Sunday, 20 November 2011

The Immortals: review

There is no canon in Greek myth. They're fluid, and The Immortals has moulded something of its own out of them, bearing no resemblance whatsoever to hardly any of the legends we know. It's crazy, balletic, silly, powerful, beautiful, and totally ridiculous; and it's also amongst the most fun and impressive films that I've seen this year.

Theseus and his army
It takes place in a never-never Greece (about 1,200 BC, apparently, although it looks more like an alien desert landscape); the Olympian gods have suppressed the Titans (who suffer, chained up in something that looks like it came from the brain of the Human Centipede guy, under a mountain) but have decided not to take any active part in human affairs. This does not prevent Zeus, however (played with an impish might by Luke Evans) from disguising himself as an old man - and not just any old man, but John Hurt, who is so wise that practically every other word is an aphorism – in order to influence (but not actively, you see) his son Theseus, who must learn to do things of his own free will (and not having been influenced by Zeus. At All.)

Theseus lives in a stone town which has conveniently been carved out of rocks looking over a cliff edge, which can't be very practical, or comfortable when the wind blows, but that doesn't really matter, because it looks pretty impressive. Theseus is also a humdinger of a man - played by Henry Cavill, who's obviously been working out (since he's about to play Superman) - he's the sort of chap that would make the average Abercrombie and Fitch model not want to take his top off on the beach for shame. He is not the prince of myth, though; he is a humble peasant who would die to protect those he loves. He's also pretty nifty with a spear, as it turns out, which is lucky. Think Brad Pitt in Troy but without the sulkiness. And boy does the camera love him, lingering on his body whenever it can; even when he's close to death, having been enslaved, he looks like a bronzed Lycidas. Even the virginal Oracle  (Frieda Pinto, for whom most would swoon any day) whose second sight is tied to her chastity, thinks twice when she sees Theseus. Cavill does a good job with the fairly dire script, too - when he gave a speech to his soldiers to rouse them up a bit, I found myself getting roused up too, despite the cringeworthiness of the lines.

Zeus and Athena: Daddy's girl
The village's - and all of Greece's - existence is threatened: the vile King Hyperion wishes to find the Epirus bow (a magical weapon of great power) and, well, like all baddies ever, take over the world; he also wants to unleash the Titans, though quite why is anyone's guess. Meanwhile, he invades a monastery where the Oracle lives - who happens to be an extremely beautiful girl who likes sleeping on a silken couch with her three other very beautiful oracle-friends - and tortures and kills people, willy-nilly. When one of Theseus' villagers defects to Hyperion's camp, and sees a silver bull into which victims are thrown and burned, as well as dead bodies hung up everywhere, you can almost hear him think, uh oh, this was a bad idea, wish I'd stayed with those lame villagers... Hyperion is so evil he makes Darth Vader look like Bambi. He likes wearing masks, too, as do all his followers - weird, toothy animal masks. He believes in democracy, you see (apparently).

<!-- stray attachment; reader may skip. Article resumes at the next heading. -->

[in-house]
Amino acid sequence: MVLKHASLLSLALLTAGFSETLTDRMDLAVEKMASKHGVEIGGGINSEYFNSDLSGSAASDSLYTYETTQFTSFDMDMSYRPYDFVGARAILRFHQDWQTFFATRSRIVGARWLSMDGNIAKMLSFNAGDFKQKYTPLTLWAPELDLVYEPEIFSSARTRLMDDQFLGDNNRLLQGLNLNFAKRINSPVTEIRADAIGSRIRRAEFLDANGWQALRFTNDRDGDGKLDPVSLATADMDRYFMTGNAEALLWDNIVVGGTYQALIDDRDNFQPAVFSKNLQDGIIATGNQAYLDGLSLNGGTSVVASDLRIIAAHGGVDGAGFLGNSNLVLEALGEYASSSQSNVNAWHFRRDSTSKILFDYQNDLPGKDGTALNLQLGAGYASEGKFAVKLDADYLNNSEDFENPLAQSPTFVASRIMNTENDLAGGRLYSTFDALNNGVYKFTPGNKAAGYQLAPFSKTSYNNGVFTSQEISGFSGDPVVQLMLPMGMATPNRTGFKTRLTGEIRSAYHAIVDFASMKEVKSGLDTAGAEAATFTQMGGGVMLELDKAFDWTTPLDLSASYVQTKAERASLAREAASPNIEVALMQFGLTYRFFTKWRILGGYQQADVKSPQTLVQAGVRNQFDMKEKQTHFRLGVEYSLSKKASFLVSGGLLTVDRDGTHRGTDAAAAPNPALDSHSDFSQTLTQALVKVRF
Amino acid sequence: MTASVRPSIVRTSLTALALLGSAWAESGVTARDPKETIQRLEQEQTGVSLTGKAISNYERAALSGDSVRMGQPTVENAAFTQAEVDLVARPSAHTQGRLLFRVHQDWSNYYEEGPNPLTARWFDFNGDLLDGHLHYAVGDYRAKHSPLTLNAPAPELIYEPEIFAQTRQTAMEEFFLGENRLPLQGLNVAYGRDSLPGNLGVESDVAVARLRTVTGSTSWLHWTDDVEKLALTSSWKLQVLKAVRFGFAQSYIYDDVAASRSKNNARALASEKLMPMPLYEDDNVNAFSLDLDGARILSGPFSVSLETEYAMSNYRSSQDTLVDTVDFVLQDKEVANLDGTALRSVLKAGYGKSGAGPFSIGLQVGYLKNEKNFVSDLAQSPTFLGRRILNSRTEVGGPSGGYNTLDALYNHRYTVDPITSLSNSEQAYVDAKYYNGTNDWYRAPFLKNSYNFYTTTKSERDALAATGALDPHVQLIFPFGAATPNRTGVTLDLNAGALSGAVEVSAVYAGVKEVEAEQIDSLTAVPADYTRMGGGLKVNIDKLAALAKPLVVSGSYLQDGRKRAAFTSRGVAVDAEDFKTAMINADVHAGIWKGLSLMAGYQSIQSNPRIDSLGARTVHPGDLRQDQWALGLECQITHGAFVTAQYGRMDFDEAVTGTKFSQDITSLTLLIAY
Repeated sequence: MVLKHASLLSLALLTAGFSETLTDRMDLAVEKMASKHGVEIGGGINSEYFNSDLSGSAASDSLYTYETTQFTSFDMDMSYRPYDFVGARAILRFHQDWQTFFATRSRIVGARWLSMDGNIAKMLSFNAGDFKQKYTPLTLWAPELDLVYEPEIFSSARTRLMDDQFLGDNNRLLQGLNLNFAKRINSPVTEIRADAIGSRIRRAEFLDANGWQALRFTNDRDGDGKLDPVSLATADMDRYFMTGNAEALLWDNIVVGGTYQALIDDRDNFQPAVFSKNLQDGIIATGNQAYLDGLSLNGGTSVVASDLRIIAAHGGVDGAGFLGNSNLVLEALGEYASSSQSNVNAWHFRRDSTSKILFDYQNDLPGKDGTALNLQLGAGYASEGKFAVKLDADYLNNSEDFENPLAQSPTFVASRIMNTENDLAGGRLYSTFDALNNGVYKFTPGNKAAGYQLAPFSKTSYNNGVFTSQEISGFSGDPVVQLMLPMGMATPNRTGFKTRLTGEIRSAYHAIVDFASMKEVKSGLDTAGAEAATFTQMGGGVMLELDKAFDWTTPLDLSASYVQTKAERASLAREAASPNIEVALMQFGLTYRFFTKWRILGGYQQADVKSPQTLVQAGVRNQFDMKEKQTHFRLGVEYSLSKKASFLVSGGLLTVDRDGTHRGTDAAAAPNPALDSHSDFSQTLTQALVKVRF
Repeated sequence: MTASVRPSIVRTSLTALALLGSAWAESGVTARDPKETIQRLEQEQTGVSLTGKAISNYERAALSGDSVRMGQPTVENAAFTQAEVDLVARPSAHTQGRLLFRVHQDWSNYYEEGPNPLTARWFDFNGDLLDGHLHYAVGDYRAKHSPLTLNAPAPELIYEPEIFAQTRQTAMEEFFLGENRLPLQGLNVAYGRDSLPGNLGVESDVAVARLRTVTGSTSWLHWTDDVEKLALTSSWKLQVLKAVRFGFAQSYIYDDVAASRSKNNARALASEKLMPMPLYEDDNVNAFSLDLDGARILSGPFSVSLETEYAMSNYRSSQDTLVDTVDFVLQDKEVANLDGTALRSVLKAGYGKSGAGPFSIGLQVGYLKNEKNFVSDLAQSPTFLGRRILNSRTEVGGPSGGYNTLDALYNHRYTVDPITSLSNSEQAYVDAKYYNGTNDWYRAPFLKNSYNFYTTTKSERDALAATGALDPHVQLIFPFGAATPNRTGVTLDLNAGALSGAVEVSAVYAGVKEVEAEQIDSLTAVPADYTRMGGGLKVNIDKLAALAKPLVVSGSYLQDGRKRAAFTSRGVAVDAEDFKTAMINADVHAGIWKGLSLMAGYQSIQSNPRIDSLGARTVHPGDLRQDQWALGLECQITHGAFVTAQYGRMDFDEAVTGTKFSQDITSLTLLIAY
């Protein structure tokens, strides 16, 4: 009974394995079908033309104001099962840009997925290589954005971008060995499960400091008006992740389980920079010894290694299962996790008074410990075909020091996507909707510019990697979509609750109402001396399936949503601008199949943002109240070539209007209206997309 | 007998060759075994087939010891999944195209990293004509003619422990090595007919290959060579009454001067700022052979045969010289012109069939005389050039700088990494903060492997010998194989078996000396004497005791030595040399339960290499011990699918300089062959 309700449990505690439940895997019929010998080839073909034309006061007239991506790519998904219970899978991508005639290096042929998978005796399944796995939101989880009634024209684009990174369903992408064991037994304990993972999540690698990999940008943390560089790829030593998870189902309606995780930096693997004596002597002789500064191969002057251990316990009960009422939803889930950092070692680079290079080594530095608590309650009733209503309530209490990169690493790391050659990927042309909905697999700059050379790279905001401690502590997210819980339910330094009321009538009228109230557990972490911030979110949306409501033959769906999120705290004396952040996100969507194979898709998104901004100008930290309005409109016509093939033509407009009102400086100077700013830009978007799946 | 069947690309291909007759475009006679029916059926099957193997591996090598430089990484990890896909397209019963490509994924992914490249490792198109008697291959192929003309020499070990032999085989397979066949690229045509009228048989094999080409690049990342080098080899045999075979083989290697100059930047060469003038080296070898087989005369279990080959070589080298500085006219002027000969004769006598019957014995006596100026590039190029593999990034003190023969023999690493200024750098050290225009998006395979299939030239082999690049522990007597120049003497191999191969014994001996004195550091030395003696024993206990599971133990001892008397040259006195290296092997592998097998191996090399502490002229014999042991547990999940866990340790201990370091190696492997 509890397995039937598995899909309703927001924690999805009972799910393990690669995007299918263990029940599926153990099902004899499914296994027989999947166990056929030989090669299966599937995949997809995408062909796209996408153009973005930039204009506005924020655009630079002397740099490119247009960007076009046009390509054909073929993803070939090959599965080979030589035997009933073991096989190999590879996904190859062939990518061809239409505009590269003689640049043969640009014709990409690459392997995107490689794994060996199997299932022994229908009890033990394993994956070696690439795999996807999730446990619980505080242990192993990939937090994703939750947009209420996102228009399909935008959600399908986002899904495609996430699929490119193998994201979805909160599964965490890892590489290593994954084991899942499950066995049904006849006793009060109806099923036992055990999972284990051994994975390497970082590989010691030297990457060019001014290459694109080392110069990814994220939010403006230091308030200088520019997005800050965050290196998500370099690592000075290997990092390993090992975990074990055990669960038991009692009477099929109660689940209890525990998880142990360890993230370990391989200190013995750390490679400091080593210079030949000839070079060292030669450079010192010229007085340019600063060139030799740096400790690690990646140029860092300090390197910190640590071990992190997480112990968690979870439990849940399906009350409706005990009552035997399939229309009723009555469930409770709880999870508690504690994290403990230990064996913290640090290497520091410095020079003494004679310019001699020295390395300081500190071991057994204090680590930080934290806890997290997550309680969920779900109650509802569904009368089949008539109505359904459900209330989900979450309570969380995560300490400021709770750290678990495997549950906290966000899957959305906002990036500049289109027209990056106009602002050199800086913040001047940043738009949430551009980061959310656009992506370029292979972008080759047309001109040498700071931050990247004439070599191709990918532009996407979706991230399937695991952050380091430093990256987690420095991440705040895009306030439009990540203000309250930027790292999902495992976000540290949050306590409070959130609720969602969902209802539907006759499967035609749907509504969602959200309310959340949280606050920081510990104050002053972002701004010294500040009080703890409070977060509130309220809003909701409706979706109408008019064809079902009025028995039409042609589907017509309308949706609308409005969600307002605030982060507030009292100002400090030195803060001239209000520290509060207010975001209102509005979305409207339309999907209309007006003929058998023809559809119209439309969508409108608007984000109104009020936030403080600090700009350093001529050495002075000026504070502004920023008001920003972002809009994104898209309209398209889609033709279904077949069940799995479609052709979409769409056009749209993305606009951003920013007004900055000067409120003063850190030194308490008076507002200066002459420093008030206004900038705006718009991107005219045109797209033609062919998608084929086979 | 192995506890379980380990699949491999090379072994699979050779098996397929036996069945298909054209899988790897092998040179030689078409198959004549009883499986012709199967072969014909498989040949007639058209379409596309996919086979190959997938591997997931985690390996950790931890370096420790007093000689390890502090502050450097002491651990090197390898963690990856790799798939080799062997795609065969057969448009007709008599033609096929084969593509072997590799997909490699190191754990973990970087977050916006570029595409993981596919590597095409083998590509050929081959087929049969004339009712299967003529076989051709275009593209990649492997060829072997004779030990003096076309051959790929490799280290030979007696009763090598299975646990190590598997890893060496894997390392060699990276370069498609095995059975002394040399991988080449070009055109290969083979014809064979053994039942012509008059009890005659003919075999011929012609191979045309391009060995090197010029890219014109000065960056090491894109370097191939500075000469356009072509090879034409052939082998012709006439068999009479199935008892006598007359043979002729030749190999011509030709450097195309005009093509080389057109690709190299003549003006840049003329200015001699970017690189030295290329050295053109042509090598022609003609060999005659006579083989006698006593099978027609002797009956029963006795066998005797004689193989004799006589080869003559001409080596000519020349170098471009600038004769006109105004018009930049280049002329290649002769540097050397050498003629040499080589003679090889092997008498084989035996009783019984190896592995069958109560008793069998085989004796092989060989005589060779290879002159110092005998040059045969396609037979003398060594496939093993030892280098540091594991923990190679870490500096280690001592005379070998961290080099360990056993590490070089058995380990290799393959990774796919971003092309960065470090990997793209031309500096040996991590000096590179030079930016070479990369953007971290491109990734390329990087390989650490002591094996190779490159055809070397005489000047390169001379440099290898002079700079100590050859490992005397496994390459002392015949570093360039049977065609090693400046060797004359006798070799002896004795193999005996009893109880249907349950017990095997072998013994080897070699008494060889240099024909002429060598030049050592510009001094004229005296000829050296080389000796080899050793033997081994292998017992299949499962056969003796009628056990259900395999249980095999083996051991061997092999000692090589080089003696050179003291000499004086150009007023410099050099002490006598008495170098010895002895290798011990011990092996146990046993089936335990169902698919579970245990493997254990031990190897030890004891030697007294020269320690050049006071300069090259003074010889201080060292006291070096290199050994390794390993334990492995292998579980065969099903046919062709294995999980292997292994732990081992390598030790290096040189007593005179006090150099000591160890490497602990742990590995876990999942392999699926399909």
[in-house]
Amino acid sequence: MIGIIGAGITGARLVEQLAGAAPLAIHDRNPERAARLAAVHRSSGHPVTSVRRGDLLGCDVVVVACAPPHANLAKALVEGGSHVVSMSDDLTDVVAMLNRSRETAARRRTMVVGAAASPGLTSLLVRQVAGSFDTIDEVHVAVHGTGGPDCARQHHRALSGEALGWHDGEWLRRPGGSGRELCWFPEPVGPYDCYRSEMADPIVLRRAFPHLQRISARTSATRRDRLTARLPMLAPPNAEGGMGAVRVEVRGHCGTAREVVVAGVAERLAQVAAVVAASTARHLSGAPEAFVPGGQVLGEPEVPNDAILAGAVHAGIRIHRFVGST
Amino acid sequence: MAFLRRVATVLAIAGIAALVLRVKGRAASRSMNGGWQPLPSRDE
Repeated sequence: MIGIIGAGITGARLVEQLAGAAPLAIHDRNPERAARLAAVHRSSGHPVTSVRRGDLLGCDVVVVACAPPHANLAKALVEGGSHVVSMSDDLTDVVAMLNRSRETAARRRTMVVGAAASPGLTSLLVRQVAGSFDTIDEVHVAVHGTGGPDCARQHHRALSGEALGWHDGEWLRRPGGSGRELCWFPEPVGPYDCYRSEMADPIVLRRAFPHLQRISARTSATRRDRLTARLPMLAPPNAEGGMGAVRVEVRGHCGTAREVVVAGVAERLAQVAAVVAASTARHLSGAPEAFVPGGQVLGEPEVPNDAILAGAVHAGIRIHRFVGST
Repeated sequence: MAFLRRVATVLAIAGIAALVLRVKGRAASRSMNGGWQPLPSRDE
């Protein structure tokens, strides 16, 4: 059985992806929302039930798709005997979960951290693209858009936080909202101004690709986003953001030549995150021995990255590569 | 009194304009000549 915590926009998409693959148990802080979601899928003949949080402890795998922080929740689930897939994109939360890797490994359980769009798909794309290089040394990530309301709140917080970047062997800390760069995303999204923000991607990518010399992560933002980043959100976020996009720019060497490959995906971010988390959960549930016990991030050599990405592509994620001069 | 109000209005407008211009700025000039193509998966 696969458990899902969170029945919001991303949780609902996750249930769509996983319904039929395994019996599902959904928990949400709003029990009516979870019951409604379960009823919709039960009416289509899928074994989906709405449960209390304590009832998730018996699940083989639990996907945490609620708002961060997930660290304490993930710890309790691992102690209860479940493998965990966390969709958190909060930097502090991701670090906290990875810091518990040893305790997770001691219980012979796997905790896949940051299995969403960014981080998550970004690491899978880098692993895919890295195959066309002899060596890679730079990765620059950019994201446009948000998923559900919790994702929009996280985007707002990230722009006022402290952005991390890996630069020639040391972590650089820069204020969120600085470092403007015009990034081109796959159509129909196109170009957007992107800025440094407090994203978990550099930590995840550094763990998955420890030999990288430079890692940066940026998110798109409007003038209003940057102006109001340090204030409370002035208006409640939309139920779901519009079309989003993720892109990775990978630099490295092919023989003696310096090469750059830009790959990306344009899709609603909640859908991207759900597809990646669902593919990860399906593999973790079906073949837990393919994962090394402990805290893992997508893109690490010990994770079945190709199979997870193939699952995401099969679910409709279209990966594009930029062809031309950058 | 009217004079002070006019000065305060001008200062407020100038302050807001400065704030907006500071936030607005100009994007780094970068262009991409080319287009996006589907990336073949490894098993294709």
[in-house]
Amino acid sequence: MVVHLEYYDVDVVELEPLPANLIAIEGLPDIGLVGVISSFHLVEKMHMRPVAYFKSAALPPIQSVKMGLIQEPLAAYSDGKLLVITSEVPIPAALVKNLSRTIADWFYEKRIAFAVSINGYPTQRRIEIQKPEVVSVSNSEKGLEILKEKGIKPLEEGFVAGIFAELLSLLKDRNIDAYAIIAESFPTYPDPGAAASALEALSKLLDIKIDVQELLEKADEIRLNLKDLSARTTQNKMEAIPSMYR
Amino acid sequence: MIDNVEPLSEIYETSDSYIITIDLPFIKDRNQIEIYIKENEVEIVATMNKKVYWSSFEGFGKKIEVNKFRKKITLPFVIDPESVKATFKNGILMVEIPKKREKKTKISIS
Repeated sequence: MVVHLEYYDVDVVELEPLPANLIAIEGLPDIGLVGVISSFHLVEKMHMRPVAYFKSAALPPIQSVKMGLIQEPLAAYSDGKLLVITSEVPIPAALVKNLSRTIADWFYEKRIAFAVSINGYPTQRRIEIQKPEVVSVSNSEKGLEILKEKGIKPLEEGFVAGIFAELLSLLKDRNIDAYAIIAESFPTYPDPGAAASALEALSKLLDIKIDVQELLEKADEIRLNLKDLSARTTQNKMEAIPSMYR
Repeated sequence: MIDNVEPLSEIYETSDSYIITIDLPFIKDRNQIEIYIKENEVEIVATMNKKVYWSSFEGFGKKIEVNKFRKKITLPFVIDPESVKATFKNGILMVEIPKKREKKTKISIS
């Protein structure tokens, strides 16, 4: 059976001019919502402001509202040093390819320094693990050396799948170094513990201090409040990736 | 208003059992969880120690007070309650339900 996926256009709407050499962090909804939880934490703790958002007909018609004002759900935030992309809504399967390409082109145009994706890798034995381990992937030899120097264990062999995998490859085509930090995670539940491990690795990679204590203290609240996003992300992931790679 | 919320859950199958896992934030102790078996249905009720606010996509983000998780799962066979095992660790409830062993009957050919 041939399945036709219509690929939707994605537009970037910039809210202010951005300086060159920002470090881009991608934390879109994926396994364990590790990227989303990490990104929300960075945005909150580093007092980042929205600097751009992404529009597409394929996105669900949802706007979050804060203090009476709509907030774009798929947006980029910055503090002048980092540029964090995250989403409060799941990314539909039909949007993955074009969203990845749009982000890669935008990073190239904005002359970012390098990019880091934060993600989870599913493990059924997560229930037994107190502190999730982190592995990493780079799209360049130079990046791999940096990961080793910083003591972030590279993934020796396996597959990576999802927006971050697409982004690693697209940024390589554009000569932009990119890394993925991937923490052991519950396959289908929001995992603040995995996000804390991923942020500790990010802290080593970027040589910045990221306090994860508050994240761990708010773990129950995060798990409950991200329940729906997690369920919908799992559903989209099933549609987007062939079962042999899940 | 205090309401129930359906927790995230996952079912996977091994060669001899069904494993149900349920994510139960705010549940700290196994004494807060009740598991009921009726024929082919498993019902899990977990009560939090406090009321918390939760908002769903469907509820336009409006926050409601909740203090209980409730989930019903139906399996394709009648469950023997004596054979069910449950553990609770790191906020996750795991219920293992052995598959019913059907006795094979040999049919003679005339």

The plot, though, is sort of beside the point, because every scene is so enthrallingly enjoyable in its sumptuous finery, violence or lunacy that one is compelled throughout. It doesn't seem to matter that the Olympus of the Greek gods resembles a gay nightclub, with all the male gods lounging around half-naked  in diamant√© and Heath-Robinson hats (there's only one female god, Athena, played by a too-beautiful Isabel Lucas - she should have been Aphrodite, surely?) Nor does it matter that the oracle and her friends wear jangling tea-cosies on their heads. I think the film itself is aware of its excesses - Theseus laughs at a priest's similar headgear.

The film has its own grace, and if you are prepared to take it on its own terms, then you'll find yourself swept away just as if Poseidon himself had come down and caused a tidal wave. And the final scenes point towards a sequel that looks like it might be even bigger, and even sillier, with an aeronautical battle between gods and Titans. Hats off - the sillier the better - to director Tarsem Singh, for this deeply luxurious nugget.




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